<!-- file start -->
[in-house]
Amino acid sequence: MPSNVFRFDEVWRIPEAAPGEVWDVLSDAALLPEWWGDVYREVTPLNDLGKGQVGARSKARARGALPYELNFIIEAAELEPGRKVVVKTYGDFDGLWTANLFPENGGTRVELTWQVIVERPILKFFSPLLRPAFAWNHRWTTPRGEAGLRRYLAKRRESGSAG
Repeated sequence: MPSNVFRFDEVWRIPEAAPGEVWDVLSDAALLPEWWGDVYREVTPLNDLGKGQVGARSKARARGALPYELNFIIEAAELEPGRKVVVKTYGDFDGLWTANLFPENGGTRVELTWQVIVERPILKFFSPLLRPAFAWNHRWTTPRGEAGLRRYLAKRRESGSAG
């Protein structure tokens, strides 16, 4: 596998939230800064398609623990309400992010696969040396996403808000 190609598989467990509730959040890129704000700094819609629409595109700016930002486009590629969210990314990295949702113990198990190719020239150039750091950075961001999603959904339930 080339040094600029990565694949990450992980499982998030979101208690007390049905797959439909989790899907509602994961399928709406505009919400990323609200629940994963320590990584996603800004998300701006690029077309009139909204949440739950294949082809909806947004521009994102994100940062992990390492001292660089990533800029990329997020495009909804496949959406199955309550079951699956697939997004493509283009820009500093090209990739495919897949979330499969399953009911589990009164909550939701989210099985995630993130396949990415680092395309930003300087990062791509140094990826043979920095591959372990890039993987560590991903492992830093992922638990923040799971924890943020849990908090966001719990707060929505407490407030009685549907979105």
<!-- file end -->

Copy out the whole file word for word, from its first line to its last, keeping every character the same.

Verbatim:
[in-house]
Amino acid sequence: MPSNVFRFDEVWRIPEAAPGEVWDVLSDAALLPEWWGDVYREVTPLNDLGKGQVGARSKARARGALPYELNFIIEAAELEPGRKVVVKTYGDFDGLWTANLFPENGGTRVELTWQVIVERPILKFFSPLLRPAFAWNHRWTTPRGEAGLRRYLAKRRESGSAG
Repeated sequence: MPSNVFRFDEVWRIPEAAPGEVWDVLSDAALLPEWWGDVYREVTPLNDLGKGQVGARSKARARGALPYELNFIIEAAELEPGRKVVVKTYGDFDGLWTANLFPENGGTRVELTWQVIVERPILKFFSPLLRPAFAWNHRWTTPRGEAGLRRYLAKRRESGSAG
């Protein structure tokens, strides 16, 4: 596998939230800064398609623990309400992010696969040396996403808000 190609598989467990509730959040890129704000700094819609629409595109700016930002486009590629969210990314990295949702113990198990190719020239150039750091950075961001999603959904339930 080339040094600029990565694949990450992980499982998030979101208690007390049905797959439909989790899907509602994961399928709406505009919400990323609200629940994963320590990584996603800004998300701006690029077309009139909204949440739950294949082809909806947004521009994102994100940062992990390492001292660089990533800029990329997020495009909804496949959406199955309550079951699956697939997004493509283009820009500093090209990739495919897949979330499969399953009911589990009164909550939701989210099985995630993130396949990415680092395309930003300087990062791509140094990826043979920095591959372990890039993987560590991903492992830093992922638990923040799971924890943020849990908090966001719990707060929505407490407030009685549907979105």